Q.―Has any one ever said to you: “Such a person belongs to the band? «
A.―I have never heard any one men­tioned.

Another man, Jean Catanzaro, was at­tacked by five men, who carried off his
Q.―Did.you know these individuals?
A.―No. I knew them only by sight. One was named Jean, another Fran­cois.
Q.―But afterward you tried to find them? ‘
A.―I never saw them again.
Q.―Are they among the accused?
A.―I don’t recognize any of the five.

A third victim gives testimony in his turn:
A,― I was going home with my son and Slgnor Scalla, Near the house, in an alley, ! saw two men but I paid no special attention to them. A few steps further on I was struck, and I fell.
Q.―Who struck you?
A.―I did not recognize my assail­ant. I have no suspicions, no enemies.

Once the Chief Justice of tne Court of Assizes thought he had at least a good affidavit. He was questioning two people who ran after the assassin: I knew him from behind by his shoulders, it was Musico. There were two men running. » But immediately the second witness came and said:  »There was only one man running away and he was not Musico. »

Twenty similar* answers might be quot­ed. The result was what it must be. Of the twenty-two persons accused seven­teen were acquitted. True, some of them had had thirty-four months’ imprison­ment before trial.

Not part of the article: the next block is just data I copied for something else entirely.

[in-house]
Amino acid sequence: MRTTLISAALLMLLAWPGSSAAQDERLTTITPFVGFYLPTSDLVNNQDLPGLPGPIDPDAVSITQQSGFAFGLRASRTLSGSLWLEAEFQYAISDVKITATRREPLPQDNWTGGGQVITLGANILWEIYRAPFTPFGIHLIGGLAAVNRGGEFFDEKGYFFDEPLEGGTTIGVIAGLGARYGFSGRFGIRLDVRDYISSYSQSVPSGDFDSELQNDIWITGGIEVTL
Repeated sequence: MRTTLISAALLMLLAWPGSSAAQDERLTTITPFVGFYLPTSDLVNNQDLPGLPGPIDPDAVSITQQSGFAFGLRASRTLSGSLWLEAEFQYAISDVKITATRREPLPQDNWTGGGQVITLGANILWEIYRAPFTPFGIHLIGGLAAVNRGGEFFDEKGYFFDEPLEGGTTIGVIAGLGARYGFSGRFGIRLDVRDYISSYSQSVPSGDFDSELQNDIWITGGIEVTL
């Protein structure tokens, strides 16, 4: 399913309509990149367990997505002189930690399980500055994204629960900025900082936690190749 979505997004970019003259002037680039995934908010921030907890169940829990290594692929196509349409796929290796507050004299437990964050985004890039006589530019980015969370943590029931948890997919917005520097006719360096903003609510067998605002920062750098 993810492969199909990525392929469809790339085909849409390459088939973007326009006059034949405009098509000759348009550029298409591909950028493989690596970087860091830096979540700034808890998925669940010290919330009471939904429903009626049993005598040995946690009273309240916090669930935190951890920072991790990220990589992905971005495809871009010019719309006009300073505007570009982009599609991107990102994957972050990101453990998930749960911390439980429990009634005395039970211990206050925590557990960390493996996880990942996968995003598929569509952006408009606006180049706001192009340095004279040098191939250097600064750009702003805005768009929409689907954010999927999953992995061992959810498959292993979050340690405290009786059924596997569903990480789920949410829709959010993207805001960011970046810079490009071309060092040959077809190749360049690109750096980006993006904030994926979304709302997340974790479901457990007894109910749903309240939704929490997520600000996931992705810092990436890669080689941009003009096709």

There seems to have been no change in the legal processes of Sicily of late. I read recently in the Giornale dl Sicilia the reports of the affair Notarbolo di Vil-larosa. It is a love drama, the simplest and saddest possible.

A young officer saw on the promenade, the foro Italice, Catharine de Villarosa. and fell in love with her. He told her of it at first by signs in the Sicilian fashion. Then he wrote, and his letters have been published, long letters of fiery, respectful love, which often began with the words, « My unutterably beloved Catharine. » The young girl was not insensible to the protestations of eternal affection sent by Giovanni Leone.’She promised to- marry no one but him. Sometimes in the( even­ing a shadow appeared on the balcony of the Villarosa house. It was the servant watching for a signal. She went down, opened the door, and the betrothed lovers could talk for a few minutes in low tones of their baffled affection. For the indicibilmente amata had two brothers who were opposed to the marriage. They thought Leone too poor; they had told him never to woo their sister, not to write to her, to give her up forever. One evening when the young girl was not at home, Leone passed in front of her win­dow. The shadow appeared, the door opened, the young officer entered. A shot was heard, and shortly after the rumor spread through Palermo that Giovanni Leone’s body, pierced by a bullet, with a revolver lying beside it, had been found in the Villarosa garden.

« Murder, » said some; « love suicide, » said others.